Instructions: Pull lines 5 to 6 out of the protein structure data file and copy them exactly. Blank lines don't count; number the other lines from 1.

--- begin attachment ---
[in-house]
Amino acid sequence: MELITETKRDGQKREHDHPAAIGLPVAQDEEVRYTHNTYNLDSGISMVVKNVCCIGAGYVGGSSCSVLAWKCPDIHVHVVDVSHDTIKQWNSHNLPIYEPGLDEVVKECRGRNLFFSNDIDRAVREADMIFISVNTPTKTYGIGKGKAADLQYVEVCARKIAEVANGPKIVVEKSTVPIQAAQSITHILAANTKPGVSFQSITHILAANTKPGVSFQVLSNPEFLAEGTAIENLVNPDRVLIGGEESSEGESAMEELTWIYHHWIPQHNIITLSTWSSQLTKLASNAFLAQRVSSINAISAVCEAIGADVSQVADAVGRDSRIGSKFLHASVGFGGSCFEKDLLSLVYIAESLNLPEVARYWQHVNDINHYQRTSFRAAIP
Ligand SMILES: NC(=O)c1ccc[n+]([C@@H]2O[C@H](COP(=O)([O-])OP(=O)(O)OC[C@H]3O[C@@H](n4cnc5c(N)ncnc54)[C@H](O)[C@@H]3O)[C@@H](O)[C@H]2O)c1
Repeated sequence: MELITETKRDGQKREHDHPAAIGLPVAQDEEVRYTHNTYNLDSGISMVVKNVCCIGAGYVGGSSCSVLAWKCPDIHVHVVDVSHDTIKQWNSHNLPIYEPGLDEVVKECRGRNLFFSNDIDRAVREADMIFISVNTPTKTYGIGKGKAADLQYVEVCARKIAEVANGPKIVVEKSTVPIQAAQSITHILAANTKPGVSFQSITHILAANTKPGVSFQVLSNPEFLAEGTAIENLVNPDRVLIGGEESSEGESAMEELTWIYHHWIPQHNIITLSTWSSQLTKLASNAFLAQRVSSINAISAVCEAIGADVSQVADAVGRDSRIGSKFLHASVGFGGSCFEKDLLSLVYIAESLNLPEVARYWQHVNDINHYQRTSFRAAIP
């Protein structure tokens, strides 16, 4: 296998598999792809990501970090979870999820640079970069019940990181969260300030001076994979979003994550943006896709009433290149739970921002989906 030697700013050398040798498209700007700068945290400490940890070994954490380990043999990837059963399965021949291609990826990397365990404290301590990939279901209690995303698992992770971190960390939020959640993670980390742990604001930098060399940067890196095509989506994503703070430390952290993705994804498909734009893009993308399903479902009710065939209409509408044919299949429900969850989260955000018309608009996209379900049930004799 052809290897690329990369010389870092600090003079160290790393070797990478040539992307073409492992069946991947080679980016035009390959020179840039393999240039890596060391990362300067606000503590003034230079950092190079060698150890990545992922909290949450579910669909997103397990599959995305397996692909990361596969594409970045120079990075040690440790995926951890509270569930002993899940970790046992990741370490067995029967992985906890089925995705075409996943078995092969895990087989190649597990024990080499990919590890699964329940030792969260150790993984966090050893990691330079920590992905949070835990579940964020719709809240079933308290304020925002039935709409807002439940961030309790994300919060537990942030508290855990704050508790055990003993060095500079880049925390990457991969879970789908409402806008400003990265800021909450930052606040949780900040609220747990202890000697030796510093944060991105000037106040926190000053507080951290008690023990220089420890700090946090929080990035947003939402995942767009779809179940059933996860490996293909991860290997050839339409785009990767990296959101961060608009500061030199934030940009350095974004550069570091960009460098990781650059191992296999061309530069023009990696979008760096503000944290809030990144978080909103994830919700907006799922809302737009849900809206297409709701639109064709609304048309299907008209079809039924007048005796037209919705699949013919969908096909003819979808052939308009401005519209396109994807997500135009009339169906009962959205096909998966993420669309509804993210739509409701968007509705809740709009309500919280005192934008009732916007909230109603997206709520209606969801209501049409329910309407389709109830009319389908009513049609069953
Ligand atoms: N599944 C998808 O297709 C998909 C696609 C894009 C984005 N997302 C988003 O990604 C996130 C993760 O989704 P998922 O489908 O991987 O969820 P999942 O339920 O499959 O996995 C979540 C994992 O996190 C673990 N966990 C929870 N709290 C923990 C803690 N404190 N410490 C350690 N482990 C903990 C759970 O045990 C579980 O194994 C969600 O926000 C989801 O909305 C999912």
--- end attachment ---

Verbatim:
């Protein structure tokens, strides 16, 4: 296998598999792809990501970090979870999820640079970069019940990181969260300030001076994979979003994550943006896709009433290149739970921002989906 030697700013050398040798498209700007700068945290400490940890070994954490380990043999990837059963399965021949291609990826990397365990404290301590990939279901209690995303698992992770971190960390939020959640993670980390742990604001930098060399940067890196095509989506994503703070430390952290993705994804498909734009893009993308399903479902009710065939209409509408044919299949429900969850989260955000018309608009996209379900049930004799 052809290897690329990369010389870092600090003079160290790393070797990478040539992307073409492992069946991947080679980016035009390959020179840039393999240039890596060391990362300067606000503590003034230079950092190079060698150890990545992922909290949450579910669909997103397990599959995305397996692909990361596969594409970045120079990075040690440790995926951890509270569930002993899940970790046992990741370490067995029967992985906890089925995705075409996943078995092969895990087989190649597990024990080499990919590890699964329940030792969260150790993984966090050893990691330079920590992905949070835990579940964020719709809240079933308290304020925002039935709409807002439940961030309790994300919060537990942030508290855990704050508790055990003993060095500079880049925390990457991969879970789908409402806008400003990265800021909450930052606040949780900040609220747990202890000697030796510093944060991105000037106040926190000053507080951290008690023990220089420890700090946090929080990035947003939402995942767009779809179940059933996860490996293909991860290997050839339409785009990767990296959101961060608009500061030199934030940009350095974004550069570091960009460098990781650059191992296999061309530069023009990696979008760096503000944290809030990144978080909103994830919700907006799922809302737009849900809206297409709701639109064709609304048309299907008209079809039924007048005796037209919705699949013919969908096909003819979808052939308009401005519209396109994807997500135009009339169906009962959205096909998966993420669309509804993210739509409701968007509705809740709009309500919280005192934008009732916007909230109603997206709520209606969801209501049409329910309407389709109830009319389908009513049609069953
Ligand atoms: N599944 C998808 O297709 C998909 C696609 C894009 C984005 N997302 C988003 O990604 C996130 C993760 O989704 P998922 O489908 O991987 O969820 P999942 O339920 O499959 O996995 C979540 C994992 O996190 C673990 N966990 C929870 N709290 C923990 C803690 N404190 N410490 C350690 N482990 C903990 C759970 O045990 C579980 O194994 C969600 O926000 C989801 O909305 C999912």